For personalized genomic medicine to be a reality, two things must happen: First, we need to directly establish the role of genetic variation in disease incidence and progression, rather than studying genetic associations and molecular mechanisms in isolation from each other. Second, we must investigate the networks of biological molecules responsible for complex diseases like cardiovascular disease as emergent molecular phenotypes, while at the same time using targeted strategies to establish causal relationships. Together, these innovations can lead to an understanding of how genetic variability combines with environmental stimuli to influence disease susceptibility. The goal of this multi-PI grant is to advance the field toward genomic medicine for common forms of heart failure. It is well established that global changes in gene expression accompany the transition through cardiac hypertrophy and on to failure in animals and humans, causing cellular remodeling and deterioration of cardiac function. We reason that cues from the primary DNA sequence, modification of DNA (i.e. methylation) and chromatin-associated proteins (e.g. CTCF) and noncoding RNA (e.g. C5) combine to specify genomic structure and thereby gene expression. In this model, genomic conformation determines the range of phenotypic possibilities in an individual subjected to pathological stimuli by favoring some gene/protein expression profiles and disfavoring others. Our overall hypothesis is that epigenomic features, including DNA methylation and chromatin accessibility, set the baseline plasticity of chromatin structure and are influenced by genetics and environmental stimuli, such that some individuals are more susceptible than others to heart failure. We reason that global regulators of chromatin accessibility, including the novel epigenetic modifier C5 and the structural protein CTCF, play central roles in disease associated gene reprogramming. In the first aim, we will identify how transcription is regulated by the local chromatin landscape at genes, by dissecting the genetic contribution to DNA methylation (BS-seq) and chromatin accessibility (FAIRE- seq) in the normal and stressed heart. In the second aim, we will determine how intermediate chromatin domains are regulated in heart failure by exploring the role of a cardiac-specific lncRNA C5 to target deposition of heterochromatic histone modifications. In the third aim, we will identify the mechanisms of global chromatin conformation in cardiac health and disease by determining the involvement of the master genome architectural protein CTCF in cardiac phenotype. The long-term goals of these studies are to determine the mechanisms for how genetic variation controls differential disease susceptibility and to investigate epigenomic features as both biomarkers for cardiac pathology and causal components of cellular dysfunction.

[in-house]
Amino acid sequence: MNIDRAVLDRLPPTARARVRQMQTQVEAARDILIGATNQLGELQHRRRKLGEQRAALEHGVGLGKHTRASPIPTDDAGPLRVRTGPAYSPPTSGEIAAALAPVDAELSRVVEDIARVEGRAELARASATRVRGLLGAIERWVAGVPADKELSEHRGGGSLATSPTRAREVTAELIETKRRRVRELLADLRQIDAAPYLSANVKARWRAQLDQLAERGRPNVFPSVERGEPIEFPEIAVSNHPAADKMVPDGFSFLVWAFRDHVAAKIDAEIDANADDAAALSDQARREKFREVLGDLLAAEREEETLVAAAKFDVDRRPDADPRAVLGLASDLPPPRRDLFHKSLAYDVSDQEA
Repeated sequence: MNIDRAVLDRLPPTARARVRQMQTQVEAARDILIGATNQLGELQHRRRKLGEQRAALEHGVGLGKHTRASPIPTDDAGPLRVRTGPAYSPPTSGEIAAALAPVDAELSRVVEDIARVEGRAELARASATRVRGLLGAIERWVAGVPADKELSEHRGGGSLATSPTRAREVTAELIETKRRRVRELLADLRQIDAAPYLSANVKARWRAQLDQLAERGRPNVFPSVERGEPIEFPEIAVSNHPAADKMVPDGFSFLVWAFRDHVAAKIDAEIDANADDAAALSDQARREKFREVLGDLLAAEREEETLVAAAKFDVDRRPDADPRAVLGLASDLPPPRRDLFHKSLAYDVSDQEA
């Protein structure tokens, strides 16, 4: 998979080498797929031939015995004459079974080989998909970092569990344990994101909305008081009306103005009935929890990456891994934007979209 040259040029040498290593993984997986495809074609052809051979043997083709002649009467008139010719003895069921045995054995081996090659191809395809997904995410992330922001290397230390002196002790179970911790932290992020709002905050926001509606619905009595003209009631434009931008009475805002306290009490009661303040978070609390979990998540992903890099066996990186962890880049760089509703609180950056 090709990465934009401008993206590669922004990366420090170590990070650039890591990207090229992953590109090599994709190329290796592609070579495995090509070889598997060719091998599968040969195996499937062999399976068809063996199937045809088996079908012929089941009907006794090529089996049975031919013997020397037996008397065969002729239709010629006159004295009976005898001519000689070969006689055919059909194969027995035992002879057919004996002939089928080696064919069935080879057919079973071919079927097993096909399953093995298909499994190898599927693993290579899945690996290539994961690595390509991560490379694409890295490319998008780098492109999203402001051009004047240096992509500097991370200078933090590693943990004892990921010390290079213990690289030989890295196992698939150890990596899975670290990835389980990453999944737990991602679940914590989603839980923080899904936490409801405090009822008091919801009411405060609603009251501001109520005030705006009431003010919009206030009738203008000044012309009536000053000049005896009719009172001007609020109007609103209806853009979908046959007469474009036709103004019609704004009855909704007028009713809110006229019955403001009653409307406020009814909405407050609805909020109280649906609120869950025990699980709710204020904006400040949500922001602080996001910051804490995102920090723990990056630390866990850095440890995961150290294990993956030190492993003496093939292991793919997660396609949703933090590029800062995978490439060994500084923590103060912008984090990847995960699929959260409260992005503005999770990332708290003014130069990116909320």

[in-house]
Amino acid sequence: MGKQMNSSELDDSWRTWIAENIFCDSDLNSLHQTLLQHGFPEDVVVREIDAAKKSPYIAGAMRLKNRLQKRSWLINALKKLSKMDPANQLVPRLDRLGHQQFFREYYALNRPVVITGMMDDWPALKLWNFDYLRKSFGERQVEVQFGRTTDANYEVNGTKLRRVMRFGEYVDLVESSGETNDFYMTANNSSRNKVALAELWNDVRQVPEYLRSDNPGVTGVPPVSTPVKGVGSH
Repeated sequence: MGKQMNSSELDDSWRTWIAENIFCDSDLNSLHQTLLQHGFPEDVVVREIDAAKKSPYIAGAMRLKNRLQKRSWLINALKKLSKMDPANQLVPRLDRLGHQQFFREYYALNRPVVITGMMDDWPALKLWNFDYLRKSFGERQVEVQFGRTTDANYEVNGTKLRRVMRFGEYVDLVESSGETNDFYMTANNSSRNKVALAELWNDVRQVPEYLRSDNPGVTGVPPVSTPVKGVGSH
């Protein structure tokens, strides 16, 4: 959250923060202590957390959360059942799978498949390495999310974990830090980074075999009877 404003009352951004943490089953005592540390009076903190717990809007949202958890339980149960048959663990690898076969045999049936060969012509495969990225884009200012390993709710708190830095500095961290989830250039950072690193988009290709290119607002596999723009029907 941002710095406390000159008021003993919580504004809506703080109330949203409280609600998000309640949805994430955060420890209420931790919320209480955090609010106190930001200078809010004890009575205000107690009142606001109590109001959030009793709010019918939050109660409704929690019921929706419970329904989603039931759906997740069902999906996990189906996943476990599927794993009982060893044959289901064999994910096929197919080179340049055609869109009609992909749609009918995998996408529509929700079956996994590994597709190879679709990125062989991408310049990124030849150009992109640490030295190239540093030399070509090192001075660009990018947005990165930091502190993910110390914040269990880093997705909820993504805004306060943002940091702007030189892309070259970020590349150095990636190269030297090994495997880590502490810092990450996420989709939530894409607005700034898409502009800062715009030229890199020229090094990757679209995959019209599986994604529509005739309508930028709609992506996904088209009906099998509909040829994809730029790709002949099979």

Public Health Relevance

Cardiovascular disease is a scourge on human health for which transformative studies of its mechanisms are needed. This proposal will test the hypothesis that genome-wide changes in DNA methylation and chromatin accessibility together control heart failure susceptibility-furthermore, we will mechanistically reveal the roles of the lncRNA C5 and the master genome regulator CTCF in cardiac function. These investigations have the potential to establish new approaches for treating the diverse syndrome of heart failure in humans.

National Institute of Health (NIH)
National Heart, Lung, and Blood Institute (NHLBI)
Research Project (R01)
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Study Section
Cardiac Contractility, Hypertrophy, and Failure Study Section (CCHF)
Program Officer
Luo, James
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University of California Los Angeles
Schools of Medicine
Los Angeles
United States
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